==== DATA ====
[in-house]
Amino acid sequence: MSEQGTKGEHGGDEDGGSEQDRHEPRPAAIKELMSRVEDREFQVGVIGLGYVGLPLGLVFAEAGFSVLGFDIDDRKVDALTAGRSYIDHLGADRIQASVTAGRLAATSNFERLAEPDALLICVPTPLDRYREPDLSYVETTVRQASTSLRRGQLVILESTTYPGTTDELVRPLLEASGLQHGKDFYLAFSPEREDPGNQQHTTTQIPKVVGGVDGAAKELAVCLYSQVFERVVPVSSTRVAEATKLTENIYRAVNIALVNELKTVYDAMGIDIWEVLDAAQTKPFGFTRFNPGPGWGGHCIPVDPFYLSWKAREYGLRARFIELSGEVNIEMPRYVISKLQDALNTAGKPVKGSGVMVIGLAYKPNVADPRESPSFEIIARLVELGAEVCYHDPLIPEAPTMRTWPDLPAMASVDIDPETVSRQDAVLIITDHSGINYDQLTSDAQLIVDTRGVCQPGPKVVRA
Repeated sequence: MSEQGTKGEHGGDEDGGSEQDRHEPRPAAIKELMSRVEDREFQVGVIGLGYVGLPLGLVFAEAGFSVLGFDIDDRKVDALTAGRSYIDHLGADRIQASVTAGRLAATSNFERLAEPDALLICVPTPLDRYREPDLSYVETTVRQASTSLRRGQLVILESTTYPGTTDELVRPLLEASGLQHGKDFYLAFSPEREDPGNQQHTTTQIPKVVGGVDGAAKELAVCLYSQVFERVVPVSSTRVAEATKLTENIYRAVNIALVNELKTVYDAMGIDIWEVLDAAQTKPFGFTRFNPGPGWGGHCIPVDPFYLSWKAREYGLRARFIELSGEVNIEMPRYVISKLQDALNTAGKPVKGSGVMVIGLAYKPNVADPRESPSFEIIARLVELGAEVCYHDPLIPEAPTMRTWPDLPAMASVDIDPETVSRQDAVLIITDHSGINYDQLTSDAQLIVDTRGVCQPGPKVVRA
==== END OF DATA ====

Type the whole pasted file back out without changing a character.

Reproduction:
[in-house]
Amino acid sequence: MSEQGTKGEHGGDEDGGSEQDRHEPRPAAIKELMSRVEDREFQVGVIGLGYVGLPLGLVFAEAGFSVLGFDIDDRKVDALTAGRSYIDHLGADRIQASVTAGRLAATSNFERLAEPDALLICVPTPLDRYREPDLSYVETTVRQASTSLRRGQLVILESTTYPGTTDELVRPLLEASGLQHGKDFYLAFSPEREDPGNQQHTTTQIPKVVGGVDGAAKELAVCLYSQVFERVVPVSSTRVAEATKLTENIYRAVNIALVNELKTVYDAMGIDIWEVLDAAQTKPFGFTRFNPGPGWGGHCIPVDPFYLSWKAREYGLRARFIELSGEVNIEMPRYVISKLQDALNTAGKPVKGSGVMVIGLAYKPNVADPRESPSFEIIARLVELGAEVCYHDPLIPEAPTMRTWPDLPAMASVDIDPETVSRQDAVLIITDHSGINYDQLTSDAQLIVDTRGVCQPGPKVVRA
Repeated sequence: MSEQGTKGEHGGDEDGGSEQDRHEPRPAAIKELMSRVEDREFQVGVIGLGYVGLPLGLVFAEAGFSVLGFDIDDRKVDALTAGRSYIDHLGADRIQASVTAGRLAATSNFERLAEPDALLICVPTPLDRYREPDLSYVETTVRQASTSLRRGQLVILESTTYPGTTDELVRPLLEASGLQHGKDFYLAFSPEREDPGNQQHTTTQIPKVVGGVDGAAKELAVCLYSQVFERVVPVSSTRVAEATKLTENIYRAVNIALVNELKTVYDAMGIDIWEVLDAAQTKPFGFTRFNPGPGWGGHCIPVDPFYLSWKAREYGLRARFIELSGEVNIEMPRYVISKLQDALNTAGKPVKGSGVMVIGLAYKPNVADPRESPSFEIIARLVELGAEVCYHDPLIPEAPTMRTWPDLPAMASVDIDPETVSRQDAVLIITDHSGINYDQLTSDAQLIVDTRGVCQPGPKVVRA